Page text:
FBI name-checks on people seeking to work or live in the United States or become citizens are getting completed more quickly, slicing through a backlog that had left some petitions pending for more than a year, immigration officials said Monday.
The FBI hired more workers, beefed up its training programs and upgraded its technology to handle the average of 6 million to 7 million applications that stream through the agency each year, U.S. Citizenship and Immigration Services officials said.
The delays came during the FBI's routine checks for possible criminal backgrounds and national security questions. But now, nearly all name check requests submitted to the FBI are being answered within 30 days. The remaining 2 percent are finished within 90 days, USCIS officials said.
"The FBI has made great strides ... and shown it's capable of sustaining that service level," Michael Aytes, acting deputy director of Citizenship and Immigration Services, told The Associated Press.
Petitions that require more evaluation or interaction with other agencies are not included in the FBI name check backlog count, immigration officials said. Currently, some 6,000 cases are pending with Citizenship and Immigration Services, including some in which the application was filed several years ago, Aytes said.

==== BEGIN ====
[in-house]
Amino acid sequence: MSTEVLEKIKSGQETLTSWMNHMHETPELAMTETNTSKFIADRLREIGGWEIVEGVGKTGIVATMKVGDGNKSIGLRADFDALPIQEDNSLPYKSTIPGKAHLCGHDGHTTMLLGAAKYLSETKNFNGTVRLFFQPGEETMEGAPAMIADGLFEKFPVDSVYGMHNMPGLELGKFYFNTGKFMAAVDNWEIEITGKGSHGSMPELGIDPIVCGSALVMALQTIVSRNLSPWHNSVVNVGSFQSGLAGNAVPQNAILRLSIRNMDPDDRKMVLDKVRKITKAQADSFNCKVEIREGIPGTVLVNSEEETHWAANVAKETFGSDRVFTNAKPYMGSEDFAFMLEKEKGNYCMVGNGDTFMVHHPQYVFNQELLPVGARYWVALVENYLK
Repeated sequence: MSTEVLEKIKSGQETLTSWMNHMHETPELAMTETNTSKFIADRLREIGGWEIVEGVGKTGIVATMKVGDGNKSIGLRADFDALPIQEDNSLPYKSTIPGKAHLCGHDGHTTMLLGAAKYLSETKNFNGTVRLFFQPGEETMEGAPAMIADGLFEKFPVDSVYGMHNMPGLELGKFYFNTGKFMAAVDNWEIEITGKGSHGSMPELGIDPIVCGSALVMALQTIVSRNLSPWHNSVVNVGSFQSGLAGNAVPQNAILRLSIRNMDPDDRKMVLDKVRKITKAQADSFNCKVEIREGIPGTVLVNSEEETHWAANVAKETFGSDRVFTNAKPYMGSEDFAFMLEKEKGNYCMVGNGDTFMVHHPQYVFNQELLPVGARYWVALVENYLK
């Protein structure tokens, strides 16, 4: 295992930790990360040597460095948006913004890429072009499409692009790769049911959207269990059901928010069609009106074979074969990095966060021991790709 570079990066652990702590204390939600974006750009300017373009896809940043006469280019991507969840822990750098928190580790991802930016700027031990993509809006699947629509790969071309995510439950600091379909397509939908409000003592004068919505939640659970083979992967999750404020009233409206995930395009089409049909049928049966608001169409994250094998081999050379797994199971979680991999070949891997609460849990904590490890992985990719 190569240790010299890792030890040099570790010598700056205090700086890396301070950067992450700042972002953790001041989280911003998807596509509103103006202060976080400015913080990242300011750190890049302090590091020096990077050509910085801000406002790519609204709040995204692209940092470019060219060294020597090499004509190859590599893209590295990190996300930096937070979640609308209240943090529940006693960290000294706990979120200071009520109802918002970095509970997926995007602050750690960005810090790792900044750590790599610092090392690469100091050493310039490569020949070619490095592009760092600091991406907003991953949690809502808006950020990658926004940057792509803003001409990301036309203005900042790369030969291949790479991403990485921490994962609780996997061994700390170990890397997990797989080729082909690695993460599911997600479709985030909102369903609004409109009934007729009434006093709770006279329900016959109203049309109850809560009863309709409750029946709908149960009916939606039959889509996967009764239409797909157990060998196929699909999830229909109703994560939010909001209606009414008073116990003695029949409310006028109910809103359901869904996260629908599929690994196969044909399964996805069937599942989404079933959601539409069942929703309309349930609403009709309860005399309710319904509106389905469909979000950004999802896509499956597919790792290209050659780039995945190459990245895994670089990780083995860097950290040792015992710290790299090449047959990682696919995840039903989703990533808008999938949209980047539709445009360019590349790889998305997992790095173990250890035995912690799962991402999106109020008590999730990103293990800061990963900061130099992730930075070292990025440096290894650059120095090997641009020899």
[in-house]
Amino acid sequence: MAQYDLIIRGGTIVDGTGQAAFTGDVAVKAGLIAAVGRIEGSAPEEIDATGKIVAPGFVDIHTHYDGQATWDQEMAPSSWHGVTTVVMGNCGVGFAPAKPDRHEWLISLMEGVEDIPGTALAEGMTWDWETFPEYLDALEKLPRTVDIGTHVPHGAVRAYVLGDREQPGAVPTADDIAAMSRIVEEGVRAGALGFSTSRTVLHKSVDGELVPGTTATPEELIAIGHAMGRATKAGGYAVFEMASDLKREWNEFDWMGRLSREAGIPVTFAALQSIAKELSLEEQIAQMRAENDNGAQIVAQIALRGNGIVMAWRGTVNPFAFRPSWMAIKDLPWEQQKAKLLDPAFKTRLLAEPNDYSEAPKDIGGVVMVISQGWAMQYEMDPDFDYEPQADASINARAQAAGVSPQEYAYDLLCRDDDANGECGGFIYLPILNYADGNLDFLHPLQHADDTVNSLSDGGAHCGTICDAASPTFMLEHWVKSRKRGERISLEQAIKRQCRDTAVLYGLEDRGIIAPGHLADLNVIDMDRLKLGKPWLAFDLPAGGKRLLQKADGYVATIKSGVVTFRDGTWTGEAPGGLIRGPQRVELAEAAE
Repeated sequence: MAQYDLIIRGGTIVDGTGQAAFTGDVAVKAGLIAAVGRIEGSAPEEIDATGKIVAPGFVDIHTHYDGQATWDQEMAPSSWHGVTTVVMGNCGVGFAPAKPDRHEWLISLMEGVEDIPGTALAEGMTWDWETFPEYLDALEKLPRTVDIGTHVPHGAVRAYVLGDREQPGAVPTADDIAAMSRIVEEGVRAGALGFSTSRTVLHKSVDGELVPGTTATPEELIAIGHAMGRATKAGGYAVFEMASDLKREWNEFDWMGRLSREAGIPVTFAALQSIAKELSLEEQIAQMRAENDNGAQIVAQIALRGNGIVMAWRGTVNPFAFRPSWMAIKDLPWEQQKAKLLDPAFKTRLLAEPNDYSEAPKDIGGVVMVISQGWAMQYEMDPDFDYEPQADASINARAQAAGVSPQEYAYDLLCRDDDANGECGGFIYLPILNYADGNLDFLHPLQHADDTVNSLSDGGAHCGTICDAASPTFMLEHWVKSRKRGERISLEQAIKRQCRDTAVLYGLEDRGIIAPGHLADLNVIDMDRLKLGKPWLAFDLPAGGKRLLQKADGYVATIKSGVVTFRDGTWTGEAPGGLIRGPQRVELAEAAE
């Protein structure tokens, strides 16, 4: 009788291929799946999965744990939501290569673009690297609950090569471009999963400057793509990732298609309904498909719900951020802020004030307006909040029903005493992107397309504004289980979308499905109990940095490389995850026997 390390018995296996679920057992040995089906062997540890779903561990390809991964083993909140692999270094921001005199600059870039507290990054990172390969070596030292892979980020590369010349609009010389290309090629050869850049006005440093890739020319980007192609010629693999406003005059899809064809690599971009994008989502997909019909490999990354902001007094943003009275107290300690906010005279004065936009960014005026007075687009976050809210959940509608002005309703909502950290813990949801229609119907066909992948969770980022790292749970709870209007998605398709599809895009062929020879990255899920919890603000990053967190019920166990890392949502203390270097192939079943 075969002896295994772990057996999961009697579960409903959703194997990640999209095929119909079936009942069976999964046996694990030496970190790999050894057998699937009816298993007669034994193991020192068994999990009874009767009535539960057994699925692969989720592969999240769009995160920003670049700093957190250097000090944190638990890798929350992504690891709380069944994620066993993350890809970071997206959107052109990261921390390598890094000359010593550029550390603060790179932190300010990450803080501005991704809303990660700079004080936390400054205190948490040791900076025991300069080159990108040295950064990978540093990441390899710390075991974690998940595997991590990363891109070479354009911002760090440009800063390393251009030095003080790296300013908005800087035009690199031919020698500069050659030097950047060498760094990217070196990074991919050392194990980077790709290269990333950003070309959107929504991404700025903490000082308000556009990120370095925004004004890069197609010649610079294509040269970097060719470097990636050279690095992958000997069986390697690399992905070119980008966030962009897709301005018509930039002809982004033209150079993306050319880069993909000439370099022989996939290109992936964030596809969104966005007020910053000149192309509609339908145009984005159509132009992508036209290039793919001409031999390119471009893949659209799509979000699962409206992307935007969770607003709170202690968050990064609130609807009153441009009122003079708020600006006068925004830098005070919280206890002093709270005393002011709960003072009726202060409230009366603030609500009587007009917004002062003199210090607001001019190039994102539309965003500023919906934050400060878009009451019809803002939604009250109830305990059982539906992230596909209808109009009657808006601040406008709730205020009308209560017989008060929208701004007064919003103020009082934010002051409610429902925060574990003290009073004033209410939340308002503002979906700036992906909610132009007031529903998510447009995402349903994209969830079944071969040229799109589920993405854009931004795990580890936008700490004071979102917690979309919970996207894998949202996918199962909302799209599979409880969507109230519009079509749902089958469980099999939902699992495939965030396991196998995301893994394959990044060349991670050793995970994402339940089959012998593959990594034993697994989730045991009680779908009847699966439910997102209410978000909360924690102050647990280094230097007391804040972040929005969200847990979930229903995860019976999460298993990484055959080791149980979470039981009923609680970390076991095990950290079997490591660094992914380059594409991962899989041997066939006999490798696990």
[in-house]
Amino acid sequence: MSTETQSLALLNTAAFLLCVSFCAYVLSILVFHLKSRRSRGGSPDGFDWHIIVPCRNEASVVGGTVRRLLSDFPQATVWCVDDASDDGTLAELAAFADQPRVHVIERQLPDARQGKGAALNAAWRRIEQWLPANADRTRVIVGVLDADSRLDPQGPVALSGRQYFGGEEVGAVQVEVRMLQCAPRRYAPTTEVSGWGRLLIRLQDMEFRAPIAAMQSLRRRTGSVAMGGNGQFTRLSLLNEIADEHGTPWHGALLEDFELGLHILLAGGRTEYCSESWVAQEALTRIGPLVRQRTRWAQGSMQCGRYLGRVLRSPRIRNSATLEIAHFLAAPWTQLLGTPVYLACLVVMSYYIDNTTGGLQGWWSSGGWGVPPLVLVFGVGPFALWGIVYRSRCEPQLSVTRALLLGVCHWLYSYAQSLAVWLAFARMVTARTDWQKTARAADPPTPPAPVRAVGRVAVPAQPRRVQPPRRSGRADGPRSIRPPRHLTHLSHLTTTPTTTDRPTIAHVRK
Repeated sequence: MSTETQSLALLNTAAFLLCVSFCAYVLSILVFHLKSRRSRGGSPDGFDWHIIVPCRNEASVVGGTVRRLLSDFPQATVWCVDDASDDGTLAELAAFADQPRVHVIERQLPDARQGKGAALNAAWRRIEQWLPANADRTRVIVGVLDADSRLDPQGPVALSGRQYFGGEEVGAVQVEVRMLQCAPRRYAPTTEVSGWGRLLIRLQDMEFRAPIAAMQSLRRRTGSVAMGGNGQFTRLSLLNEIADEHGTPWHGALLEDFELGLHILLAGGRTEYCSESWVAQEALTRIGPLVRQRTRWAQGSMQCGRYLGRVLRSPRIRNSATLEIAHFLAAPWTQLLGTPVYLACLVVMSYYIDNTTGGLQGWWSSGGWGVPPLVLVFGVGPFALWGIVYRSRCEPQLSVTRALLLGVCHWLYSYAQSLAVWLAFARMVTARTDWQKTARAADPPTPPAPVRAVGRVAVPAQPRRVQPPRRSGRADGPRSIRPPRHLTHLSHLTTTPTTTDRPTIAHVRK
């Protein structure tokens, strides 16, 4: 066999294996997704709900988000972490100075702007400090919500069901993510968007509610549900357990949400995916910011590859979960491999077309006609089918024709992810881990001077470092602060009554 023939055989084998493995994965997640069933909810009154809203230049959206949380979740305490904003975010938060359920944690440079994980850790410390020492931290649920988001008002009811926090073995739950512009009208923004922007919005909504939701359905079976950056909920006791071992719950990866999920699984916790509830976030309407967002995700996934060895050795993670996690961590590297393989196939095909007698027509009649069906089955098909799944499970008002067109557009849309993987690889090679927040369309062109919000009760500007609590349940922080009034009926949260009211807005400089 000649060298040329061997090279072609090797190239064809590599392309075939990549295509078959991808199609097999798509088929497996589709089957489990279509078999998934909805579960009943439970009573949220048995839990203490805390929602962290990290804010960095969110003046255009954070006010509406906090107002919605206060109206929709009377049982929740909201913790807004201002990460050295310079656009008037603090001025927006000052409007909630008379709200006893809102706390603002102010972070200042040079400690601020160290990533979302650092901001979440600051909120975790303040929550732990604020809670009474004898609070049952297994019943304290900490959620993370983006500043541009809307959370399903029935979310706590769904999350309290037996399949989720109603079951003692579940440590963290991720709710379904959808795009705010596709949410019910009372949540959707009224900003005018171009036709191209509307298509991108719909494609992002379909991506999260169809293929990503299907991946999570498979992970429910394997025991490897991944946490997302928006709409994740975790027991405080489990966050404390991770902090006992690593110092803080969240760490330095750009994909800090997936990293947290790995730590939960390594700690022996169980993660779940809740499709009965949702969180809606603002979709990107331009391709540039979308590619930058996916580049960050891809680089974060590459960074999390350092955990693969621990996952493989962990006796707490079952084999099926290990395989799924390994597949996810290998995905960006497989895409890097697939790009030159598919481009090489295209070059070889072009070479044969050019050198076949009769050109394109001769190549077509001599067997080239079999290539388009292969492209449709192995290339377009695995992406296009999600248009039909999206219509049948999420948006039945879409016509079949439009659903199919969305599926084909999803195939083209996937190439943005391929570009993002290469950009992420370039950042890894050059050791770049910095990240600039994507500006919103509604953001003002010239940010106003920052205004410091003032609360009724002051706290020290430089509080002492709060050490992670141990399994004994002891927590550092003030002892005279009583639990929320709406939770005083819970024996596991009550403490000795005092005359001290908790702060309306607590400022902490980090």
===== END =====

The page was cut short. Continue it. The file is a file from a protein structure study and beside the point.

"They are being looked at, they don't just sit on a shelf," said Gregory Smith, the agency's assistant director for national security and records verification directorate.
The volume of pending FBI name checks peaked in November 2007 when there were about 350,000 pending cases. At the time, more than half had been waiting for more than three months and a large number had been pending for more than a year, Aytes said.
In April 2008, the two agencies established milestones and priorities for the name checks. The goals required processing all name checks pending more than three years by May 2008, those pending more than two years by July 2008, and requests pending more than one year by November 2008.
A government audit issued in June 2008 found the FBI had been using old technology and workers without enough training to do security checks.
That same month, a group of Muslim immigrants seeking U.S. citizenship in Missouri filed a federal class-action lawsuit claiming they had been made to wait for months or years because of slow background checks.